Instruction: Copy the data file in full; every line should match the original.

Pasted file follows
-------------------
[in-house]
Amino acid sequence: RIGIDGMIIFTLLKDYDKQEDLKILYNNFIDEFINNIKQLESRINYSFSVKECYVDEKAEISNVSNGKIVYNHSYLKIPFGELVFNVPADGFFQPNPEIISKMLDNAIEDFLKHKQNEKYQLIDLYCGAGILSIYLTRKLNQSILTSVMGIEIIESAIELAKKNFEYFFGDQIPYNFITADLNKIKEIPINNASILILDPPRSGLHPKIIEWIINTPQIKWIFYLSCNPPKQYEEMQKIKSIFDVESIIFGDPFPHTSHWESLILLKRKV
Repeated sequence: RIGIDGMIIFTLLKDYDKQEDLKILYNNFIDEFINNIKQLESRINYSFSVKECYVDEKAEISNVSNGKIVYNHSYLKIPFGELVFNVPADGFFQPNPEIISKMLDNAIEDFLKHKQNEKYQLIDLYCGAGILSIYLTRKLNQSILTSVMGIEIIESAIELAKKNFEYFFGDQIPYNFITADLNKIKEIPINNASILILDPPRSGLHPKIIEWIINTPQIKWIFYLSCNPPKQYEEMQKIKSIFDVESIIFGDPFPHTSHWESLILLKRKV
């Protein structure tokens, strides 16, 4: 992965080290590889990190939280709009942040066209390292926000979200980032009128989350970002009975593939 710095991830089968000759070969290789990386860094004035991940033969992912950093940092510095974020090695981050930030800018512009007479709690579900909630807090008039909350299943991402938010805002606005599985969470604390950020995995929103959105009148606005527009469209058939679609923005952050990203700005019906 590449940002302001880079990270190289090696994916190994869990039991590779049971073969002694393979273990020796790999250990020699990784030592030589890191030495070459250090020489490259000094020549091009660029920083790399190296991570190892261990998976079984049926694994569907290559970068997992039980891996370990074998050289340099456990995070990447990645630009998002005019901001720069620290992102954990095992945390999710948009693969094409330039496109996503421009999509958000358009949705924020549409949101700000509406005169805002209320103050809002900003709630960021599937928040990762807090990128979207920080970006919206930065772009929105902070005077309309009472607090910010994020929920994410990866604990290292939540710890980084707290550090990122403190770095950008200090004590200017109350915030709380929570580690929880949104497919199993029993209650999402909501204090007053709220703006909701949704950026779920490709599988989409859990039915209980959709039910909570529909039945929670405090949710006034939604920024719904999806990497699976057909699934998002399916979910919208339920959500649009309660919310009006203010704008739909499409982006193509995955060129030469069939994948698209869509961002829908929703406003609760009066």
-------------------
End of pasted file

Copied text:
[in-house]
Amino acid sequence: RIGIDGMIIFTLLKDYDKQEDLKILYNNFIDEFINNIKQLESRINYSFSVKECYVDEKAEISNVSNGKIVYNHSYLKIPFGELVFNVPADGFFQPNPEIISKMLDNAIEDFLKHKQNEKYQLIDLYCGAGILSIYLTRKLNQSILTSVMGIEIIESAIELAKKNFEYFFGDQIPYNFITADLNKIKEIPINNASILILDPPRSGLHPKIIEWIINTPQIKWIFYLSCNPPKQYEEMQKIKSIFDVESIIFGDPFPHTSHWESLILLKRKV
Repeated sequence: RIGIDGMIIFTLLKDYDKQEDLKILYNNFIDEFINNIKQLESRINYSFSVKECYVDEKAEISNVSNGKIVYNHSYLKIPFGELVFNVPADGFFQPNPEIISKMLDNAIEDFLKHKQNEKYQLIDLYCGAGILSIYLTRKLNQSILTSVMGIEIIESAIELAKKNFEYFFGDQIPYNFITADLNKIKEIPINNASILILDPPRSGLHPKIIEWIINTPQIKWIFYLSCNPPKQYEEMQKIKSIFDVESIIFGDPFPHTSHWESLILLKRKV
């Protein structure tokens, strides 16, 4: 992965080290590889990190939280709009942040066209390292926000979200980032009128989350970002009975593939 710095991830089968000759070969290789990386860094004035991940033969992912950093940092510095974020090695981050930030800018512009007479709690579900909630807090008039909350299943991402938010805002606005599985969470604390950020995995929103959105009148606005527009469209058939679609923005952050990203700005019906 590449940002302001880079990270190289090696994916190994869990039991590779049971073969002694393979273990020796790999250990020699990784030592030589890191030495070459250090020489490259000094020549091009660029920083790399190296991570190892261990998976079984049926694994569907290559970068997992039980891996370990074998050289340099456990995070990447990645630009998002005019901001720069620290992102954990095992945390999710948009693969094409330039496109996503421009999509958000358009949705924020549409949101700000509406005169805002209320103050809002900003709630960021599937928040990762807090990128979207920080970006919206930065772009929105902070005077309309009472607090910010994020929920994410990866604990290292939540710890980084707290550090990122403190770095950008200090004590200017109350915030709380929570580690929880949104497919199993029993209650999402909501204090007053709220703006909701949704950026779920490709599988989409859990039915209980959709039910909570529909039945929670405090949710006034939604920024719904999806990497699976057909699934998002399916979910919208339920959500649009309660919310009006203010704008739909499409982006193509995955060129030469069939994948698209869509961002829908929703406003609760009066």